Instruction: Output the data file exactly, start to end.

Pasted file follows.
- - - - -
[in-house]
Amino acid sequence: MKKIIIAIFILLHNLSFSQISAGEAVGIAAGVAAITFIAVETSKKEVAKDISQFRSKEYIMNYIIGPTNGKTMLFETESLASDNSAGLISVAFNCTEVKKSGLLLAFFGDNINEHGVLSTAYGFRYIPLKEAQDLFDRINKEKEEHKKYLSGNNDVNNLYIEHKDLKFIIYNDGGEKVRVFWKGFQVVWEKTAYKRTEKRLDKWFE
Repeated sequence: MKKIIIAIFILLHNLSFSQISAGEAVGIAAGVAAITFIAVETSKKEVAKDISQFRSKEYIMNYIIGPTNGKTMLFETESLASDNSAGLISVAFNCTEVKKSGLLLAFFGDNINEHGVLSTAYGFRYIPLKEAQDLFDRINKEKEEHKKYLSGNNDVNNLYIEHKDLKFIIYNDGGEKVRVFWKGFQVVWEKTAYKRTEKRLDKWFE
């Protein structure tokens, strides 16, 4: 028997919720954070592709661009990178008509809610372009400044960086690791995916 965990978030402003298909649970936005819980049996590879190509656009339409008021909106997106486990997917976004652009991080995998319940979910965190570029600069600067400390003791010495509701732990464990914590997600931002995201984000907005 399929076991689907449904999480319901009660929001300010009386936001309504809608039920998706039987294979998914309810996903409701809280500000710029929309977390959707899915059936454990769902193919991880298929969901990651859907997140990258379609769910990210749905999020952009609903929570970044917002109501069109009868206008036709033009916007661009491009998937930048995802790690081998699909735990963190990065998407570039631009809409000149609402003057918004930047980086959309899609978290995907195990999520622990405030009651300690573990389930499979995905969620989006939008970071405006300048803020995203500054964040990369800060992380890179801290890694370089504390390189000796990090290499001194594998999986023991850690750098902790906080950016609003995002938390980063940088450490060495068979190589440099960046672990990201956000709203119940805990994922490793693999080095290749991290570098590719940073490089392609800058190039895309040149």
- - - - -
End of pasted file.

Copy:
[in-house]
Amino acid sequence: MKKIIIAIFILLHNLSFSQISAGEAVGIAAGVAAITFIAVETSKKEVAKDISQFRSKEYIMNYIIGPTNGKTMLFETESLASDNSAGLISVAFNCTEVKKSGLLLAFFGDNINEHGVLSTAYGFRYIPLKEAQDLFDRINKEKEEHKKYLSGNNDVNNLYIEHKDLKFIIYNDGGEKVRVFWKGFQVVWEKTAYKRTEKRLDKWFE
Repeated sequence: MKKIIIAIFILLHNLSFSQISAGEAVGIAAGVAAITFIAVETSKKEVAKDISQFRSKEYIMNYIIGPTNGKTMLFETESLASDNSAGLISVAFNCTEVKKSGLLLAFFGDNINEHGVLSTAYGFRYIPLKEAQDLFDRINKEKEEHKKYLSGNNDVNNLYIEHKDLKFIIYNDGGEKVRVFWKGFQVVWEKTAYKRTEKRLDKWFE
């Protein structure tokens, strides 16, 4: 028997919720954070592709661009990178008509809610372009400044960086690791995916 965990978030402003298909649970936005819980049996590879190509656009339409008021909106997106486990997917976004652009991080995998319940979910965190570029600069600067400390003791010495509701732990464990914590997600931002995201984000907005 399929076991689907449904999480319901009660929001300010009386936001309504809608039920998706039987294979998914309810996903409701809280500000710029929309977390959707899915059936454990769902193919991880298929969901990651859907997140990258379609769910990210749905999020952009609903929570970044917002109501069109009868206008036709033009916007661009491009998937930048995802790690081998699909735990963190990065998407570039631009809409000149609402003057918004930047980086959309899609978290995907195990999520622990405030009651300690573990389930499979995905969620989006939008970071405006300048803020995203500054964040990369800060992380890179801290890694370089504390390189000796990090290499001194594998999986023991850690750098902790906080950016609003995002938390980063940088450490060495068979190589440099960046672990990201956000709203119940805990994922490793693999080095290749991290570098590719940073490089392609800058190039895309040149």